• 13. 12 Suncorp As vital as super is, Australians have more than six million unclaimed super accounts – worth an estimated $13.6 billion.11 For information on tracking down missing super visit the ATO SuperSeeker website www.ato.gov.au/super The consolidation strategy Have you got more than one super account? If you’ve changed employers, chances are you could have left your super behind. You can easily consolidate your super into one account. Apart from making your life easier (no one needs more paperwork in their life) there are also financial benefits to consolidation. Multiple accounts may mean paying multiple fees, which can erode your super nest egg. By consolidating your super you have one set of fees, one lot of admin, one set of investment decisions, and you have greater control of your funds. So consolidate your super, sit back and watch it grow. 11 Commissioner of Taxation Annual Report 2008 – 2009, www.ato.gov.au Remember, you should always discuss your personal circumstances with a financial planner before taking action such as moving your super accounts, because some super funds may charge a termination penalty, and moving your super may have investment, tax and insurance implications.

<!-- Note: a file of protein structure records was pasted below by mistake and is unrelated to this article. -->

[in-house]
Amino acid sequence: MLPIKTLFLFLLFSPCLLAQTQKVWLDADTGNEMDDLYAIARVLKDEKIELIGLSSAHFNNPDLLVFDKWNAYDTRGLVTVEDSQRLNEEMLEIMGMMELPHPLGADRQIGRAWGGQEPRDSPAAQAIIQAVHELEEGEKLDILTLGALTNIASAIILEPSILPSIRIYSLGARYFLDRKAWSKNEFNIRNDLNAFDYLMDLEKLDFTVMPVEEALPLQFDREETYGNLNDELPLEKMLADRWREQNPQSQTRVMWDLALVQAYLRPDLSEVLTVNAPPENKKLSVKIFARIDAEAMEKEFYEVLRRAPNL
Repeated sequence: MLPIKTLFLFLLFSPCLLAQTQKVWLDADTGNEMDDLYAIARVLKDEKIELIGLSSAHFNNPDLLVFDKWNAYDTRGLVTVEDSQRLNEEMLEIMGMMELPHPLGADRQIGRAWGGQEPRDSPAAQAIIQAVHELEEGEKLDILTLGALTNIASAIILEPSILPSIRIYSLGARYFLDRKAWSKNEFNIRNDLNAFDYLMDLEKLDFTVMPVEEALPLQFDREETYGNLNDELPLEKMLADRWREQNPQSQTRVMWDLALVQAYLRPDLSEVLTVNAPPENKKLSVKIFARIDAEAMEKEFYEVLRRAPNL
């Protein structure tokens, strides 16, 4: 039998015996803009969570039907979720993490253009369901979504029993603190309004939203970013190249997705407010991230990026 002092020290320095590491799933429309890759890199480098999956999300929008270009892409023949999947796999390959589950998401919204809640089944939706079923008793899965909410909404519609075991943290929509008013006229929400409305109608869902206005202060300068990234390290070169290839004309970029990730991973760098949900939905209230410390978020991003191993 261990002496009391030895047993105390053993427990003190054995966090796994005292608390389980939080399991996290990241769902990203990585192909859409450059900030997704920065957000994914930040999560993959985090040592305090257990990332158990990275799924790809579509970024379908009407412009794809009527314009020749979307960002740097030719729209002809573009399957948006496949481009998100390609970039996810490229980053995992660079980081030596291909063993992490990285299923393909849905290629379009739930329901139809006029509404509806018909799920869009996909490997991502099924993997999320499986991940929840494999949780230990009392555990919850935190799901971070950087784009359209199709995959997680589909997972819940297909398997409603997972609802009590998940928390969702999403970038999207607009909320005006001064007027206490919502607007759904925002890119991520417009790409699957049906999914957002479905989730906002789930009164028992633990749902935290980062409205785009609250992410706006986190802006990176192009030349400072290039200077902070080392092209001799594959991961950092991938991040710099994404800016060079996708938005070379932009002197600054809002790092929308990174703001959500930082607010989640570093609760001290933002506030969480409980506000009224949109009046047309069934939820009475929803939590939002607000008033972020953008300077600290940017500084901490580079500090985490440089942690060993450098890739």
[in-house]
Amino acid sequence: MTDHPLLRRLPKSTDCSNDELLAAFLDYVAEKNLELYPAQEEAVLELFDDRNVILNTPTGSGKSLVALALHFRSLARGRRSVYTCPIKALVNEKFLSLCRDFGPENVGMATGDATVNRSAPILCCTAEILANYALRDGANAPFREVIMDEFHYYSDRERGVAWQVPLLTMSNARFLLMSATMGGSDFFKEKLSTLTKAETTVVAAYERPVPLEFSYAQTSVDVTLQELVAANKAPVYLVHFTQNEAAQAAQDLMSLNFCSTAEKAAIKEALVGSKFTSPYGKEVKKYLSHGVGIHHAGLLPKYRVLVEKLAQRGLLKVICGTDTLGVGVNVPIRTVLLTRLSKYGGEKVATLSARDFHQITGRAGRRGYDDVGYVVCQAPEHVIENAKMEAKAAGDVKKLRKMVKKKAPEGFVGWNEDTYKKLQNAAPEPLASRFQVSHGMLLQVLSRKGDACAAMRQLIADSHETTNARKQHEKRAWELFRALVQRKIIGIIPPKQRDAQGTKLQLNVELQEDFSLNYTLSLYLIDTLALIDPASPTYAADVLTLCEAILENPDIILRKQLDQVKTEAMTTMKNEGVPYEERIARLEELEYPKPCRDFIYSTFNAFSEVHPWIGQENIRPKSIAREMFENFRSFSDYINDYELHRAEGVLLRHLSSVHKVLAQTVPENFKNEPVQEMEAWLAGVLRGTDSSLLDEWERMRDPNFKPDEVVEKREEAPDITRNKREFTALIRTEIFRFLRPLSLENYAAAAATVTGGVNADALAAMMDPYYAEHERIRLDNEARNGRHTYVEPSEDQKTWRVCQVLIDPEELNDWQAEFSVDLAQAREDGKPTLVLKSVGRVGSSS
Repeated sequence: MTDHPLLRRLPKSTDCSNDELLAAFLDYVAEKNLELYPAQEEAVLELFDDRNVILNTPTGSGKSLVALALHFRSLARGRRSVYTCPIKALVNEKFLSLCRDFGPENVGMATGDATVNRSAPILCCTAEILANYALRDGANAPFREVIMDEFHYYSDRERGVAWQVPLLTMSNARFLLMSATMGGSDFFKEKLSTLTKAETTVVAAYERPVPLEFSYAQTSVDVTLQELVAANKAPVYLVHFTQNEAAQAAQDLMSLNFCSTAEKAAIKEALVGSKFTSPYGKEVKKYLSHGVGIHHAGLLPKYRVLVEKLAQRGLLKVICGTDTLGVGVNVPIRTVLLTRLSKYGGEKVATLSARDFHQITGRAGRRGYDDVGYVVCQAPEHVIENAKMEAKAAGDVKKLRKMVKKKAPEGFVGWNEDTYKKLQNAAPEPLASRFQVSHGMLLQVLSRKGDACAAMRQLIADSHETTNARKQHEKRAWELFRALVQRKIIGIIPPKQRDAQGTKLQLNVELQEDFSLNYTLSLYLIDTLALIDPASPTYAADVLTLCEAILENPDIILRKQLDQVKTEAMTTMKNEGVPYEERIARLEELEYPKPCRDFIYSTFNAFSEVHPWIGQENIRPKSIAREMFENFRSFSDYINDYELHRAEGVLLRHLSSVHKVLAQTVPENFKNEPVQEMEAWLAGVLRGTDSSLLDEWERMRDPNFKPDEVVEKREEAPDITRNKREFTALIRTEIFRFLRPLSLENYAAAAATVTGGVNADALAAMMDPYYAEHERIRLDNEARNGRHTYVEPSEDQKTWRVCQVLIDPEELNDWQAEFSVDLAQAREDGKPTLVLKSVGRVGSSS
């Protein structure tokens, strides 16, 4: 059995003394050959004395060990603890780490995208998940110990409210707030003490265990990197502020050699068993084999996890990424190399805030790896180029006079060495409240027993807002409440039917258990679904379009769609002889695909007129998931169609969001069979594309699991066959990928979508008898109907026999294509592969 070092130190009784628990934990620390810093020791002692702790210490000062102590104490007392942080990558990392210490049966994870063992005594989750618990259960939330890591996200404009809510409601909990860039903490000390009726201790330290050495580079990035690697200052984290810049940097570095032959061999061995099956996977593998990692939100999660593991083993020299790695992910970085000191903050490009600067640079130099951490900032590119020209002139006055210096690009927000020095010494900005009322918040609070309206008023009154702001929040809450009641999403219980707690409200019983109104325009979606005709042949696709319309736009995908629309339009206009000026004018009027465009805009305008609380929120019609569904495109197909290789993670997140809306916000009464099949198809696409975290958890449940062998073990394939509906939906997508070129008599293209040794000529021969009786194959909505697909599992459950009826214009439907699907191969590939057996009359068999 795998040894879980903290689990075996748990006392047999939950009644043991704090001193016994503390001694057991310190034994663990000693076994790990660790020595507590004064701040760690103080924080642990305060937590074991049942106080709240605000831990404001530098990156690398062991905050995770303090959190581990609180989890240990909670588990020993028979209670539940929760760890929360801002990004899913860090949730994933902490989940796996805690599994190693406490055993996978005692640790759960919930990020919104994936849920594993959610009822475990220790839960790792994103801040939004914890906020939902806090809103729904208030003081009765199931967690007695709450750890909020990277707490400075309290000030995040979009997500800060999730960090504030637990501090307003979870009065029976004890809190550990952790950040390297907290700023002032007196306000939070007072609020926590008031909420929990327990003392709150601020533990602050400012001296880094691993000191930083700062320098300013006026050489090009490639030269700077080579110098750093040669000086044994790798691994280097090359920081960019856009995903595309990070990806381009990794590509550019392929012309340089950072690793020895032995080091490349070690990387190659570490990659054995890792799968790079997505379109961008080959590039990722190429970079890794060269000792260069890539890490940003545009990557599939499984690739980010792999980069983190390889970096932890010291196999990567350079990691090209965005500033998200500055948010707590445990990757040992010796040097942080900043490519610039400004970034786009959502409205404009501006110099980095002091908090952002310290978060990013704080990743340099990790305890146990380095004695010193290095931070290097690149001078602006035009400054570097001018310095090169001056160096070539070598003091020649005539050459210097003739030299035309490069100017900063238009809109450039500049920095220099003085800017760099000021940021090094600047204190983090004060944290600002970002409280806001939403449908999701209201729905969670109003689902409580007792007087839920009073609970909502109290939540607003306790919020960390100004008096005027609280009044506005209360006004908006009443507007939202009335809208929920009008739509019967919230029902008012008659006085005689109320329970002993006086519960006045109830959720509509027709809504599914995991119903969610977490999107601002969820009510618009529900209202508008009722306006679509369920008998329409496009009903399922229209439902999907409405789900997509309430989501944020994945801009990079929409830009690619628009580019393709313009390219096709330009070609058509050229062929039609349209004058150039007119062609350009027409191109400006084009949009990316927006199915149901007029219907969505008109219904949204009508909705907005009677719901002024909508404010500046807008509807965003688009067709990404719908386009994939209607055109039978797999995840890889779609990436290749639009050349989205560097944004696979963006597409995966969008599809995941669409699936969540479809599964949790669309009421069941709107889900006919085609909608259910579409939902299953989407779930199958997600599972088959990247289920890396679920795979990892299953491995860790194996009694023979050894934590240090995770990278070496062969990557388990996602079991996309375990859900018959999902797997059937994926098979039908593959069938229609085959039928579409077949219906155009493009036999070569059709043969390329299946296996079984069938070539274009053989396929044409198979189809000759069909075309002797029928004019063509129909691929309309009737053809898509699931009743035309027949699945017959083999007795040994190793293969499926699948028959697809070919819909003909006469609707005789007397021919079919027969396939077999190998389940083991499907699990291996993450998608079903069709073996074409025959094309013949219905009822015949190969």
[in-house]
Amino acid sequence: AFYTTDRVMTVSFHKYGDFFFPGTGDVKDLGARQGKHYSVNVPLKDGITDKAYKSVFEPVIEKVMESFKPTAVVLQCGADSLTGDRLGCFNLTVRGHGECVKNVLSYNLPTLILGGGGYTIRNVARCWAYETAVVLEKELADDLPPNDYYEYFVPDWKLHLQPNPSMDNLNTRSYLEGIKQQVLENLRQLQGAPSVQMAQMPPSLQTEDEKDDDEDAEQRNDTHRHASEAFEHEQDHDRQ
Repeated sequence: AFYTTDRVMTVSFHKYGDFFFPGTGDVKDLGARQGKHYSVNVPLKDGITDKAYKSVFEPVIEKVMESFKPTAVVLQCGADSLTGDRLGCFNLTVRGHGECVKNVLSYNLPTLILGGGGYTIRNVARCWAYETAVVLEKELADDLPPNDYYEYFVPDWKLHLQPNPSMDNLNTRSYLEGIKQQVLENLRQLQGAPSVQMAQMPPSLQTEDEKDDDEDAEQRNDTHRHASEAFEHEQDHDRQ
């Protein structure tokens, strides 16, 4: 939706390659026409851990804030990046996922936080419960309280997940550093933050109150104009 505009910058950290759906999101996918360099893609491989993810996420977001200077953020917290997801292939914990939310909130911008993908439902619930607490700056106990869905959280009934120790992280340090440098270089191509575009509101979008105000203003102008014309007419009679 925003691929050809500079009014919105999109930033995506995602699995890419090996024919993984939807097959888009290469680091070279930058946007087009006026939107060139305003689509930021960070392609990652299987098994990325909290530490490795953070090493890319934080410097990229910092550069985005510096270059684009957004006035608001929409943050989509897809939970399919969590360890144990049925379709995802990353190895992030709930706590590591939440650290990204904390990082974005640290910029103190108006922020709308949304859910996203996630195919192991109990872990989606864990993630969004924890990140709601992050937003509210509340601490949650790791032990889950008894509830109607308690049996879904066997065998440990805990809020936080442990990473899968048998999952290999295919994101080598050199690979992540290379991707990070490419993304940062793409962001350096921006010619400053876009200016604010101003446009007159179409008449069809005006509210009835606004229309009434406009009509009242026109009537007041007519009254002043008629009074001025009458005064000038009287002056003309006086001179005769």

• 14. 13Suncorp WealthSmart™ – Get to know your super Case study – Michelle* Michelle, aged 38, earns $60,000 per annum and wants to boost her retirement benefits before she retires at 65. She decides to salary sacrifice $10,000 of her salary into super each year until retirement. The table below outlines the benefit to Michelle. The salary sacrifice strategy Salary sacrificing a portion of your pre-tax salary into your super fund is one of the most powerful and tax-efficient ways to boost your super account. When you salary sacrifice into super, instead of paying your regular income tax of up to 46.5% (including Medicare), you will only pay a super contribution tax of 15% on the contribution amount.12 This tax is deducted within the fund. So for someone who is on the highest marginal tax rate of 46.5% this is effectively the difference between investing 53.5 cents in every dollar and 85 cents in every dollar. 12 Provided contribution limits are not exceeded. Penalty tax applies to excess contributions. 13 Assuming 9% super guarantee is paid on $60,000 in both cases * This general information is an example only and should not be relied on as advice for that particular person. Each person should consider their own circumstances and seek appropriate advice. ** Includes Medicare Levy and Low Income Tax Offset Tip - salary sacrifice, and employer super guarantee contributions are called concessional contributions because they are taken from pre-tax salary, and are only taxed within your super fund. No salary sacrifice Salary sacrifice Salary $60,000 $50,000 Sacrificed amount $0 $10,000 Super guarantee13 $5,400 $5,400 Contributions tax 15% $810 $2,310 Net super contribution $4,590 $13,090 Total taxable income $60,000 $50,000 Tax** $12,150 $8,600 Net salary $47,850 $41,400 Net benefit (salary + super) $52,440 $54,490 Although Michelle has reduced her annual take-home salary by $6,450 in the first year, her super balance has increased by $8,500. And remember this money is invested so will grow over time. Make super work for you The Government has limited the amount you can contribute to super through salary sacrifice and personal contributions. Speak to your planner before making a contribution as there are tax penalties for exceeding these limits.